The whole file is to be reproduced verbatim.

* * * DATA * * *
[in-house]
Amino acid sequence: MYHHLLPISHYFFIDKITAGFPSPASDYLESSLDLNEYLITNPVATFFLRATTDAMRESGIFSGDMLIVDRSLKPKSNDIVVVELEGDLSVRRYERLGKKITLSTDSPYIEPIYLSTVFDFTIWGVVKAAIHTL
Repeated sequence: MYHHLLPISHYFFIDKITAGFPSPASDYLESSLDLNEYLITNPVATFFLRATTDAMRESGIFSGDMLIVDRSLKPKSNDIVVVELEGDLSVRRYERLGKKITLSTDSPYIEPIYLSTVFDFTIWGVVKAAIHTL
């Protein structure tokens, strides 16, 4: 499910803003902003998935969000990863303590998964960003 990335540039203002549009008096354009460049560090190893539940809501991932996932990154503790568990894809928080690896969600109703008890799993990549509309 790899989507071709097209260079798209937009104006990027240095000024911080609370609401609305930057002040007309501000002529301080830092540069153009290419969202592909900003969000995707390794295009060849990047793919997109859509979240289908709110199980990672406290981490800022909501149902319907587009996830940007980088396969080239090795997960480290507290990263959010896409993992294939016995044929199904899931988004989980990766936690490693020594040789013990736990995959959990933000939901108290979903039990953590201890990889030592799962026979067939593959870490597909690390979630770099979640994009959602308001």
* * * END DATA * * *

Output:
[in-house]
Amino acid sequence: MYHHLLPISHYFFIDKITAGFPSPASDYLESSLDLNEYLITNPVATFFLRATTDAMRESGIFSGDMLIVDRSLKPKSNDIVVVELEGDLSVRRYERLGKKITLSTDSPYIEPIYLSTVFDFTIWGVVKAAIHTL
Repeated sequence: MYHHLLPISHYFFIDKITAGFPSPASDYLESSLDLNEYLITNPVATFFLRATTDAMRESGIFSGDMLIVDRSLKPKSNDIVVVELEGDLSVRRYERLGKKITLSTDSPYIEPIYLSTVFDFTIWGVVKAAIHTL
């Protein structure tokens, strides 16, 4: 499910803003902003998935969000990863303590998964960003 990335540039203002549009008096354009460049560090190893539940809501991932996932990154503790568990894809928080690896969600109703008890799993990549509309 790899989507071709097209260079798209937009104006990027240095000024911080609370609401609305930057002040007309501000002529301080830092540069153009290419969202592909900003969000995707390794295009060849990047793919997109859509979240289908709110199980990672406290981490800022909501149902319907587009996830940007980088396969080239090795997960480290507290990263959010896409993992294939016995044929199904899931988004989980990766936690490693020594040789013990736990995959959990933000939901108290979903039990953590201890990889030592799962026979067939593959870490597909690390979630770099979640994009959602308001």